V. The opposition division endorsed the proprietor's view that the information in figure 5 of D1 was incorrect and concluded that, the figures of D1 furthermore being schematic drawings, D1 did not exclude the possibility that in its forward end position the plug in D1 was at the same level as or partially inside the fitment. Hence, claim 1 differed from that prior art by its characterising feature and defined inventive subject-matter.
VI. The opponent appealed the decision. On appeal both parties reiterated their positions.
VII. As regards novelty, in an annex to the summons to oral proceedings the Technical Board of Appeal noted several inconsistencies between figures 4, 5 and 10 of D1, which seemed to prevent reliable information being derivable from the drawings as to whether the plug had entered the spout of the fitment at the point when the other fitment was being welded onto the package. By contrast, the written description seemed to imply that when the spider stopped to allow the welding, the next fitment had not been loaded from the track, i.e. the loading was due to the action of the cylinder.
VIII. By the impugned decision Technical Board of Appeal 3.2.07 revoked the patent for lack of novelty of claim 1 in relation to D1. The only question to be decided was whether D1 also disclosed the characterising feature of claim 1.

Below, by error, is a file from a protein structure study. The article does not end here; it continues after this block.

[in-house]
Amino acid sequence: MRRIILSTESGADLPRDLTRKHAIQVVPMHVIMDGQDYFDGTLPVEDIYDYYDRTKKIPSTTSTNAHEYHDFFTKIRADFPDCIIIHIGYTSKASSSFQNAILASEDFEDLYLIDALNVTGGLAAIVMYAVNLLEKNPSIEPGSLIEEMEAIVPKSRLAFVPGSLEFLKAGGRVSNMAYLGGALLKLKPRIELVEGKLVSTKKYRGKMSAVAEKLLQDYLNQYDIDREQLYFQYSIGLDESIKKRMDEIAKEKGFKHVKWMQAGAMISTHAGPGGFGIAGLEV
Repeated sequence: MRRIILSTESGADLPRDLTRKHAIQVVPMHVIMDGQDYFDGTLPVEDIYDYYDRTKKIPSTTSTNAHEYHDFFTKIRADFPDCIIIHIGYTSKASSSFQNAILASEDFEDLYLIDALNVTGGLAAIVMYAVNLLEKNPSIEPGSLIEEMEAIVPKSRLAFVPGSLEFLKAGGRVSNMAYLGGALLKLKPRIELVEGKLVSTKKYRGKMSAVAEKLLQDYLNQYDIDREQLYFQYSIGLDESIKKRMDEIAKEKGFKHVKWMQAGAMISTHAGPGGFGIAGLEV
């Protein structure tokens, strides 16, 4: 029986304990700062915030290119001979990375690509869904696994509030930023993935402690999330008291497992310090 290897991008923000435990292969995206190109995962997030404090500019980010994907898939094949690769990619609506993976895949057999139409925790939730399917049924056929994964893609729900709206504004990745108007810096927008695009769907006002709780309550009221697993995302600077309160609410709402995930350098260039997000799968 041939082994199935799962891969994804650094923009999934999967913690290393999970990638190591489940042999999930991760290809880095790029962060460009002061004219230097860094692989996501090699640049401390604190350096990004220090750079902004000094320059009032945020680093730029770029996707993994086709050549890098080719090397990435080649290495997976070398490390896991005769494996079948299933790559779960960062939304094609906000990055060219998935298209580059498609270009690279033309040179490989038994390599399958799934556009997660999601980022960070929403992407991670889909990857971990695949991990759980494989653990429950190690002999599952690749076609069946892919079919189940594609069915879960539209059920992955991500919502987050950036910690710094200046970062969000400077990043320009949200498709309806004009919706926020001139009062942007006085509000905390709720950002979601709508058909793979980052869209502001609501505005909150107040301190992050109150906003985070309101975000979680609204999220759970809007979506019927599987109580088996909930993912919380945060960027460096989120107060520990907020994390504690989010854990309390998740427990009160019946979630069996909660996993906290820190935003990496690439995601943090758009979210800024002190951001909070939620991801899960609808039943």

In this respect the petitioner (proprietor) had argued that the fitments of D2 and D3, referred to in D1 as suitable fitments, were of the collapsible type, like the one shown in figure 10 of D1. Therefore, in D1 the movement effected by the rod (107) did not serve to move the fitment onto the plug, but rather served to collapse the fitment (point 3.4 of the Reasons).
This argument was refuted by the Board. According to the Board, in D1 it was pointed out that other suitable fitments may be used, i.e. not just those disclosed in D2 and D3. The outlines of the fitments shown in D1 at the top and at the bottom of figure 5 and in figure 6 were the same, and there did not appear to be any indication that if the fitment was considered to be of the collapsible type that it had actually been collapsed on the apparatus, i.e. when being pushed onto the spigot, or in any case before being welded onto the carton (point 3.5 of the Reasons).
The petitioner's argument that a collapsing of the fitment must have occurred during its collection on the spigot or during the fitting process was not supported by the disclosures of either D2 or D3. In D3, with reference to the embodiment of figure 12, it was indicated that the consumer fractures the link between the cap and the spout, which meant that this fitment cannot have been "collapsed" during the process of fitting it to the carton. Either of D2 and D3 clearly indicated that it could have occurred before this process or afterwards by the consumer (point 3.6 of the Reasons).
The Board could not agree that where a device, here the rod 107 and the piston 106, is described in a document to have a particular function that it can be concluded that it in fact does not perform that function but rather performs a completely different function which is not addressed anywhere in the document, unless the described function is definitively excluded. Figures 5 and 6 consistently showed the shape of the fitment as being unchanged whereas the conclusions of the declarations filed by the proprietor would require it to change its shape (point 3.7 of the Reasons).
The Board concluded that the characterising feature of claim 1 was also unambiguously disclosed in D1 (point 3.8 of the Reasons).